If we told you that Telica Volcano has the potential to be one of the top tourist destinations within Nicaragua, would you doubt us?

If we told you that we were building a tourist centre, training tour guides and marking out trails, would you think we had lost sight of our charitable aims?

If we told you that tourists hold the solution to raising those living on Telica out of extreme poverty and to conserving the protected area, would you call us mad?

This year we are embarking on one of our most ambitious projects to date. Through increasing tourism to Telica, the 74 families of Agua Fría will have the opportunity to increase their income well above the $1.25 per person per day that the World Bank recognizes as the threshold for absolute poverty. With current incomes estimated at just under $1 per person per day, even modest increases in tourism could drastically change these communities’ livelihoods.

Currently 200 to 300 tourists visit Telica every month. Unfortunately, the volcano is simply seen as inaccessible for a wide demographic, including almost all Nicaraguan nationals. Those who do arrive use tour operators in León, bypass the local communities, and head straight to the crater. In doing so, they miss out on the cultural and environmental richness of the protected area, and deprive the communities of any economic benefit.

Last month Nuevas Esperanzas held a meeting with the community of Agua Fría to present the project in its entirety. As well as the goals, the team outlined the first phases. A tourism centre, cabins and a café need to be built, model farms need to be set up, trails need to be mapped out and much more. Most farmers in the area say they want alternatives to beans and corn but cannot afford to take the risk on trying something new. Therefore, despite some reservations, most were intrigued and pleased to hear that the project would benefit them all.

The project will make this isolated part of Nicaragua significantly more accessible. It will equip a new cooperative with the skills and tools needed to look after tourists and offer guided tours up to the crater, and around their communities and forest. These people are doubtless the best placed to give an insight into the area that they know and love.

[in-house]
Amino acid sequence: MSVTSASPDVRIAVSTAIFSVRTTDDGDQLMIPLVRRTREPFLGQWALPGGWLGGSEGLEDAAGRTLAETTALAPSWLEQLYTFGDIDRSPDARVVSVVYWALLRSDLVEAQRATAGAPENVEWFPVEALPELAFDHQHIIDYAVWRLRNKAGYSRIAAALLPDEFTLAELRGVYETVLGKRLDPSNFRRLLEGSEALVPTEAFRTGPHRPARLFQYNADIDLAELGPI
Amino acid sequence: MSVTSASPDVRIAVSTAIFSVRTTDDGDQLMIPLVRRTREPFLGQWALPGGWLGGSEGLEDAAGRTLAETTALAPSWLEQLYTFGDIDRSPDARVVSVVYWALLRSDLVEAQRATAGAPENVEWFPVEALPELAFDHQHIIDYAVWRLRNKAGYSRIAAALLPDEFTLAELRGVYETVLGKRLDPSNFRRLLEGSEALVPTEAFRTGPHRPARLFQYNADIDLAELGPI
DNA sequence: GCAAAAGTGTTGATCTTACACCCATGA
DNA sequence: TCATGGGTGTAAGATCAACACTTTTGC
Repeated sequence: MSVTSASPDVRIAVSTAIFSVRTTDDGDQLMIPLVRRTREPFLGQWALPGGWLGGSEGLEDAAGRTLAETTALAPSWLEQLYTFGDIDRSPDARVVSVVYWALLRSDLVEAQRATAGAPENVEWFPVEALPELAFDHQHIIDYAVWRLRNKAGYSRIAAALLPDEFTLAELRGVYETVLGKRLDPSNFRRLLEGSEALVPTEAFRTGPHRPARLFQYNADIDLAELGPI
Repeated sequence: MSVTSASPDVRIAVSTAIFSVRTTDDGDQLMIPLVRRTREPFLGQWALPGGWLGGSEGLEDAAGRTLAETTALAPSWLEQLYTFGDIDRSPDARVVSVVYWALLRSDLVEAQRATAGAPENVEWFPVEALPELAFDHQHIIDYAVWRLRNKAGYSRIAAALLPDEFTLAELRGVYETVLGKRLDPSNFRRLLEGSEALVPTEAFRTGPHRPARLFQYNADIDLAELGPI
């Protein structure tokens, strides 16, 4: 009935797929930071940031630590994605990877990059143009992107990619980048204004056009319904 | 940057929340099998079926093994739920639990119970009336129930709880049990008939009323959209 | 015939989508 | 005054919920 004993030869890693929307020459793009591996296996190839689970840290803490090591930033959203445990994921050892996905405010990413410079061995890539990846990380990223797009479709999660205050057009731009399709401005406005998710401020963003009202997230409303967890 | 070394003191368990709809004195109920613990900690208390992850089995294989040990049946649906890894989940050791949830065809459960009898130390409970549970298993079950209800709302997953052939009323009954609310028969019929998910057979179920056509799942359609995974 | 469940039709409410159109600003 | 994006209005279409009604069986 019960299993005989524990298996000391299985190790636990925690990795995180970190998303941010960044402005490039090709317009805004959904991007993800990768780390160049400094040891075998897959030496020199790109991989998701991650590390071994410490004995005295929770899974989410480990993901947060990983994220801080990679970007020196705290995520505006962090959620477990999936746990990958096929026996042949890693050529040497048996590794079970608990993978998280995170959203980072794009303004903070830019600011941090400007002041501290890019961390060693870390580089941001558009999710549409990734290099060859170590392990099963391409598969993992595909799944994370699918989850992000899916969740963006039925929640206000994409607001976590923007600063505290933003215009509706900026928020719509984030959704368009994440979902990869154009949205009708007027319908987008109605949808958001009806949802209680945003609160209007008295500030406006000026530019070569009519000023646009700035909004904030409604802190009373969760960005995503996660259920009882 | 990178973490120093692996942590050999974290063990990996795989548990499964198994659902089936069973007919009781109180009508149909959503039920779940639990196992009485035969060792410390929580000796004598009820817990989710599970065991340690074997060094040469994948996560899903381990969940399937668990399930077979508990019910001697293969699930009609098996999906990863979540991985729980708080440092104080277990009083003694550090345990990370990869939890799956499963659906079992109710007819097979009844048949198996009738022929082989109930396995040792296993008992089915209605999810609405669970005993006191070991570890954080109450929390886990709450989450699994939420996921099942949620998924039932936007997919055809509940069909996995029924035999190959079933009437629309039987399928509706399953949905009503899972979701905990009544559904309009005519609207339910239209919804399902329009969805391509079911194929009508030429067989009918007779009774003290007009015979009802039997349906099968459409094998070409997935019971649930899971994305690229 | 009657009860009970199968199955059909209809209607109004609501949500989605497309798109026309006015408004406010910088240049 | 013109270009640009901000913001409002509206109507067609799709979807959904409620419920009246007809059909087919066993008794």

Nuevas Esperanzas has long worked to reduce the vulnerability of communities perched high on the slopes of the Telica Volcano. This project marks a new stage in the development. Having helped to make their livelihoods more viable and stable, our aim is now to make them significantly more profitable too. Community members providing tourist services are the clearest and most direct beneficiaries. They have already formed a cooperative and visited Volcano Mombacho to see for themselves how a successful ecotourism project works. But they are not the only ones who will benefit.

We believe that this project could change the lives of all those living in the protected area. The model farms we are setting up will promote sustainable agriculture amongst the whole community. Extensionists – on-site agricultural trainers – will teach the community new techniques to produce a wide variety of new fruits and vegetables. Recognizing that production is only one part of the process, the model farms will then offer further training in commercialization. This will put participants in a much stronger position to market their new crops. Beekeeping will also be a key feature of the model farm, offering yet another source of income. Finally, many of those living within the area will be compensated for tourist trails passing through their land.

But the benefit is not just financial. Some think that authenticity is sacrificed when an area becomes ‘touristy’. But in clearly linking environmental conservation with economic benefits, this project will actually help to preserve the traditional natural beauty of the Telica-Rota Protected Area. With trees needed to grow fruit, for bees to make honey, and to persuade tourists to pay entry, we expect illegal logging and burning to be brought to an end.

There is no reason for the Telica-Rota Protected Area not to become a model of how to harmonize conservation and poverty reduction.

We are grateful to the European Union for their funding for this project.